On July 18, 2022, the UK government published high-level proposals for its approach to regulating uses of artificial intelligence (AI), as part of its National AI Strategy and, more broadly, its UK Digital Strategy. The government is seeking public views on the approach, which is contained in a policy paper; a more detailed White Paper will be published in late 2022.
Increasingly, companies have been looking to shift from non-cloud IT infrastructure to cloud-based solutions, and have allocated higher monetary resources to cloud-based IT infrastructure products such as compute and storage infrastructure. In fact, as reported by the International Data Corporation (IDC), Q1 of 2022 marked the first time that companies are now spending more money on their cloud-based compute and storage infrastructure than they are on their non-cloud-based IT infrastructure.
In June 2022, the UK government published its cross-government UK Digital Strategy for creating a world-leading environment in which to grow digital businesses. The Digital Strategy brings together various initiatives on digitalization and data-driven technologies, including the National AI Strategy. The government states that it is actively seeking to grow expertise in deep technologies of the future, such as artificial intelligence, next generation semiconductors, digital twins, autonomous systems, and quantum computing.
The UK Department for Digital, Culture, Media & Sport (DCMS) recently extended the deadline for responses to a policy paper issued on May 26, 2022, calling for views on UK data storage and processing infrastructure, security, and resilience (the Call for Views). The Call for Views invites contributions from data center operators, cloud platform providers, managed service providers, data center customers, security and equipment suppliers, and cybersecurity experts to better understand the risks associated with data storage and processing services.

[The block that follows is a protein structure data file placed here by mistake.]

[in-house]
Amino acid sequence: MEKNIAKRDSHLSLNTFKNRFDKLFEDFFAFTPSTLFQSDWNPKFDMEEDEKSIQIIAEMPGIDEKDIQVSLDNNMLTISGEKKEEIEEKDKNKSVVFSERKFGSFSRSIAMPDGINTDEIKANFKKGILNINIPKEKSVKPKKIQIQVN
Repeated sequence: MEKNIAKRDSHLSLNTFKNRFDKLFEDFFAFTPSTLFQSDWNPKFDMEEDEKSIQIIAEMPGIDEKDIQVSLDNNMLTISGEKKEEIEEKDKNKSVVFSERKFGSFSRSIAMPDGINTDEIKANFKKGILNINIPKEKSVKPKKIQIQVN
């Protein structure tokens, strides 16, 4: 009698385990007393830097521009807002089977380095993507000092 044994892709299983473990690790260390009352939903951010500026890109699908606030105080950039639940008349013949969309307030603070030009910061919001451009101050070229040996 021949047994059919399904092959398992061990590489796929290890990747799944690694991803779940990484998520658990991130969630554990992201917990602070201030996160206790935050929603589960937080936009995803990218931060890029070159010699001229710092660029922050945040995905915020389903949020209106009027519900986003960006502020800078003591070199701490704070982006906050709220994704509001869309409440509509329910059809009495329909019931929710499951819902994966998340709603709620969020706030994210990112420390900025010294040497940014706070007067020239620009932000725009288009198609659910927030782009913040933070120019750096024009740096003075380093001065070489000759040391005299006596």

Join us throughout August and September as our international presenters dive into the key and trending topics technology companies and consumers focus on while operating in the Asian market.
Contract Corner
With the COVID-19 pandemic, many industries experienced a major shift in how the personnel of key suppliers worked, with “nonessential” personnel in large part working remotely. When this shift to remote work first happened (rather abruptly for many companies), security was a critical consideration, but one that was handled in many instances outside the supplier contract, with both parties focusing on keeping business operations going with must-have data and security safeguards in place.
As part of our Spotlight series, we spoke with Mike Pierides, the deputy leader of our technology, outsourcing, and commercial transactions team and a co-leader of our digital solutions industry team, on outsourcing in the financial services (FS) sector.
Future Watch
The internet is buzzing with content from market and technology analysts explaining the evolution of the internet from Web 1.0 to Web 3.0, as well as providing insights into how Web 3.0 may impact the collection, control, and use of data.
With a solid uptick in requests for assistance with outsourcing, cloud, and as-a-service contracts, 2022 has been busy from the get-go. ISG Index confirmed this trend across the market in its recent Q2 ISG Index Report presentation on July 13, highlighting as one of its three key takeaways that “contracting activity remains strong, with ADM, engineering and industry BPO leading the way.”
Contract Corner
The “shift to the cloud” continues, with analysts making bold predictions regarding the increase of cloud adoption by companies across almost every industry. Cloud solutions offer many cost, innovation, and scalability opportunities. What is often forgotten or considered late in the process, however, is the change in the risk, compliance, and contracting paradigm that arises with the reliance on a third-party cloud provider. If given the time and attention, these changes can be managed and the risks controlled with appropriate diligence and contracting structures.